Britton said that his company did not focus on prefab just for prefab’s sake, but because it would benefit their projects. His company’s prefab shop has grown in stages over the years. He said the goal is always to work faster, smarter, and more cost effective for the client. Britton explained that when the company can turn around a process in a day rather than a week, that is remarkable and important.

Barber brought up the term “lean construction,” and Britton posited that the term shouldn’t be as complicated as people make it out to be. “Construction is complicated enough,” he said. He added that companies need to be thoughtful in every decision they make, and yes, avoid waste.

An attendee posed the question of how to change the mindset of prefab naysayers? Britton admitted that there will always be a small group of people not interested in change. “Fortunately, it’s not many,” he added.

MEP Force Blog Update 6, Day 2

3:45 pm ET – The Future of MEP Prefabrication

Onward from MEP prefabrication to 3D laser projection! Brent Slawnikowski (FARO), a civil engineer with 3D laser scanning experience, explained the use of laser projection on jobs for better quality, a safer work environment, avoidance of weather impacts, and better schedules. Slawnikowski explained leveraging laser projection for guiding assembly of parts using virtual templates, including these benefits:

  • No jigs.
  • No paper sources.
  • Multiple parts at one time.
  • Reduced waste/scrap.
  • No resets.
  • Increased throughput.
  • Consistency.
  • Agility.
  • Less human error.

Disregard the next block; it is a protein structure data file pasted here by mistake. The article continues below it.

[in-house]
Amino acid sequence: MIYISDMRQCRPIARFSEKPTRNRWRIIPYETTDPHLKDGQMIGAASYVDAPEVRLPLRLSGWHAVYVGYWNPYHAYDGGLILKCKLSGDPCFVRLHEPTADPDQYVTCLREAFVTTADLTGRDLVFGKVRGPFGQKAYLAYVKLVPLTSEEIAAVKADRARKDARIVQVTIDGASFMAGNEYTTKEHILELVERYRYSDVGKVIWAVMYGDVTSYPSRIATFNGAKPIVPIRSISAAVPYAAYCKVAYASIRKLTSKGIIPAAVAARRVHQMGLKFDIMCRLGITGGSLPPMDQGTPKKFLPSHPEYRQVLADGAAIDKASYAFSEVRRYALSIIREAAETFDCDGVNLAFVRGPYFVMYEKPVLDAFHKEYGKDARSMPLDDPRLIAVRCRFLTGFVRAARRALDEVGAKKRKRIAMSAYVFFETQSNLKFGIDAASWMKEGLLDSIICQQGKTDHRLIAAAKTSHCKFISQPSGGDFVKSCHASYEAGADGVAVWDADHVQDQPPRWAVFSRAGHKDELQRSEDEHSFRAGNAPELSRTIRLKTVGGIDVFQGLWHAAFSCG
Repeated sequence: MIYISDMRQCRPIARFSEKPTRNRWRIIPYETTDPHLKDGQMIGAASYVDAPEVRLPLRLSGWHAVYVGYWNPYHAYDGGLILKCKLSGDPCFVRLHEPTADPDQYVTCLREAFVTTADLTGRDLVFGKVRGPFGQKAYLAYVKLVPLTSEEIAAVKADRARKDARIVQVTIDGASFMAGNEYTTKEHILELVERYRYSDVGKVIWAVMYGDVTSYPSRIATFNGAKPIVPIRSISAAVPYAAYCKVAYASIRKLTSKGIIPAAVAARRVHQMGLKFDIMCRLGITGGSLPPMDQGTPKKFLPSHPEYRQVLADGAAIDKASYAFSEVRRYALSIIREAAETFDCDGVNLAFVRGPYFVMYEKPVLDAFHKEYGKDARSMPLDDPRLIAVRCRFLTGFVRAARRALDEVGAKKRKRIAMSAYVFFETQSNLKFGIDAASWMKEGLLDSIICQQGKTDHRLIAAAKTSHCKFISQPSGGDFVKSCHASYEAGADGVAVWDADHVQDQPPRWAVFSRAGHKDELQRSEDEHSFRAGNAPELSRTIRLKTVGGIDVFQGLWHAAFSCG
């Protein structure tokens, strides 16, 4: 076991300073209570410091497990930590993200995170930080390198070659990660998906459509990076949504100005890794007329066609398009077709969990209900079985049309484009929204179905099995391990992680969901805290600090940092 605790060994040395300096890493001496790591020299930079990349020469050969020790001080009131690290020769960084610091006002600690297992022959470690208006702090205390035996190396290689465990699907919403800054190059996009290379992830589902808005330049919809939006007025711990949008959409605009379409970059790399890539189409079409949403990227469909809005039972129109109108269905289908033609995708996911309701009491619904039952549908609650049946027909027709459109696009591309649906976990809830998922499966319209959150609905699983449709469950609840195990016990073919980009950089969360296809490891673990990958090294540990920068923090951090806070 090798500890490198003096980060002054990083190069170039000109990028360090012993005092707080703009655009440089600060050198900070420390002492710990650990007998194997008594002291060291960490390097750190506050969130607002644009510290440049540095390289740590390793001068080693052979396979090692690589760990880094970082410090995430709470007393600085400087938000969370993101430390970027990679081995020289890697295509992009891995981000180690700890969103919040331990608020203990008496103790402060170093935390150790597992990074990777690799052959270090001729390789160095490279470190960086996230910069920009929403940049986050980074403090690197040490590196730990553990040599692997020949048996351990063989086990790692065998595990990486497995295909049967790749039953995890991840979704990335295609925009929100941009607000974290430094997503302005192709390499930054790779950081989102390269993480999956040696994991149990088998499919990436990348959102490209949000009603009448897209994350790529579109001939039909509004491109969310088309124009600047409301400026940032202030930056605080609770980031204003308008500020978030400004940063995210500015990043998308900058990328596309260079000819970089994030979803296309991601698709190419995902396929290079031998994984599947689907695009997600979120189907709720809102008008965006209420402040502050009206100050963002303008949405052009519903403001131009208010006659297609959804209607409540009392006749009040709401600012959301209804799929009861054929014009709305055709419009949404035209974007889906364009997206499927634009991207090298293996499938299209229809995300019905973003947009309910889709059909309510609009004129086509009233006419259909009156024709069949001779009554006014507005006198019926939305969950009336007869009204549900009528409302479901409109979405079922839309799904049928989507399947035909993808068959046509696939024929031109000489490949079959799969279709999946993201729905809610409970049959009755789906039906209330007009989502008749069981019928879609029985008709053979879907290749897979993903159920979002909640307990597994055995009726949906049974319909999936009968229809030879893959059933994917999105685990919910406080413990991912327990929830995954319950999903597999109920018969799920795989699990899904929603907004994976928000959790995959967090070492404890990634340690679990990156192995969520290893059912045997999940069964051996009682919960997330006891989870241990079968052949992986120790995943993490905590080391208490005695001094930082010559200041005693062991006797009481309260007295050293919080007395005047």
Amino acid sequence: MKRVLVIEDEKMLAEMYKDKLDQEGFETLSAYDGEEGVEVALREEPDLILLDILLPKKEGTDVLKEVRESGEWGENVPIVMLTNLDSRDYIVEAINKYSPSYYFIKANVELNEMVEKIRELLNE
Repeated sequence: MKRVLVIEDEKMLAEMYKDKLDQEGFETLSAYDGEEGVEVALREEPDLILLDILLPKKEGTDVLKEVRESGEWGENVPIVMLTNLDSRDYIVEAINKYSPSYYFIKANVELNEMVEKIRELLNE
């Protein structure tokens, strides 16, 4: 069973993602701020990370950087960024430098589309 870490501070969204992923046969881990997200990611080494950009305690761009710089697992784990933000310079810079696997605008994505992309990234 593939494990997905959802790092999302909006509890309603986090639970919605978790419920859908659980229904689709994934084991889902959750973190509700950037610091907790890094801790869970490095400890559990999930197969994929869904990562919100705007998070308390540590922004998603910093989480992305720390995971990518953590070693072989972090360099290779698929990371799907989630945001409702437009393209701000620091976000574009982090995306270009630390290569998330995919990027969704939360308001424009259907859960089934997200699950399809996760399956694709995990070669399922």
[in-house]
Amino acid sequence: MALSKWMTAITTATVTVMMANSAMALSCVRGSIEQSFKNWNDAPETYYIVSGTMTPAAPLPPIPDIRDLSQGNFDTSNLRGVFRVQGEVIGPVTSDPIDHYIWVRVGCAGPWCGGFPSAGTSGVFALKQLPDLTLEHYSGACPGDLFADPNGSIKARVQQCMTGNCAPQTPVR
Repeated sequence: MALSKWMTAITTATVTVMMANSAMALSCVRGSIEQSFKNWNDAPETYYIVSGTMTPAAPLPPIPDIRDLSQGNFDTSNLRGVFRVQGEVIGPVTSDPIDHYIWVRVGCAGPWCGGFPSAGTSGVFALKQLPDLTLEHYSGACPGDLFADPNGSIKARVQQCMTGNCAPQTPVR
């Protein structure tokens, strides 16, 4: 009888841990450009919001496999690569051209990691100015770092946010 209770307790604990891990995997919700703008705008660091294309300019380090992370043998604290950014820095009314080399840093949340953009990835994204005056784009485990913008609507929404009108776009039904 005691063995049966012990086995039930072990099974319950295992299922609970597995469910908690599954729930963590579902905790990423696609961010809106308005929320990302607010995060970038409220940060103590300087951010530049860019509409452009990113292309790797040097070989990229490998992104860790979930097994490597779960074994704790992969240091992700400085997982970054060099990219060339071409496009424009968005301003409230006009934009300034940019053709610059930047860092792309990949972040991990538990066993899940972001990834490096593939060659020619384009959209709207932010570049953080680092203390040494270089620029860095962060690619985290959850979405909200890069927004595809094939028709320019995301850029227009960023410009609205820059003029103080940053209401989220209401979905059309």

• Less rework.
  • Tight accuracy.
  • Less dependent on legacy knowledge and specialized skills

Reference points located in the CAD file are used, and the laser beam is steered using mirrors for precise and rapid operation. Even though the laser is spinning, the human eye perceives a solid line. Equipment can be mounted on the ceiling of the shop, on an overhead tripod or on a mobile stand. 

With some great videos, Slawnikowski demonstrated how prefab and modular construction are improving at laser speed.

MEP Force Blog Update 5, Day 2

12:35 pm ET – eVolve Mechanical Ancillaries

Mark Siebert (Applied Software) took participants through the process of how to place sleeves, hangers and export points once the MEP model is coordinated. Siebert made the point that automatic placement saves hundreds of hours. In addition, using custom rules, features can be customized to each company’s workflows.

Siebert’s top three takeaways:

  • Sleeves: Preload families before using.
  • Hangers: Understand what services you have in your view when setting hangers.
  • Point exports: Make sure you renumber them before sending them to the field.

An impressive list of questions ran through the chat window, and Siebert’s cohorts at Applied Software joined in with answers during the lively discussion. In closing, Siebert encouraged participants to look him up during the virtual house party, saying, “I love the trades.”

MEP Force Blog Update 4, Day 2

12:30 pm ET – Prefabricating a Model with eVolve Electrical

Michael Schinn provided a live demo of using eVolve Electrical to prefab an electrical model. The end result enables the fab shop to successfully create a set of parts that can be reliably assembled on the job. In the trades, this is sometimes referred to as being similar to a “Lego” set.

Working with families, Schinn showed how errors in detailing can quickly be corrected in the design before fabrication even starts. He demonstrated conduit bends, kicks, data, racks and hangers – even working with groups of conduit. The latest and most used vendor specifications are also included in the software for insertion in the model.

MEP Force Blog Update 3, Day 2

2:10 pm ET – Augmented Reality for MEP

Saeed Eslami (VisuaLive) and Trent Leinenbach (North Mechanical) explained how augmented reality (AR) helps MEP contractors on many phases of projects: from design, to BIM coordination, fabrication, quality control, installation, and facilities management. Contractors can increase efficiency and productivity, reducing rework by validating designs in advance before any money is spent on construction.

You can use VisuaLive to push a model to MS Hololens, as well as mobile applications. You can have the information on location at the construction jobsite, even with the Hololens clipped to a hardhat.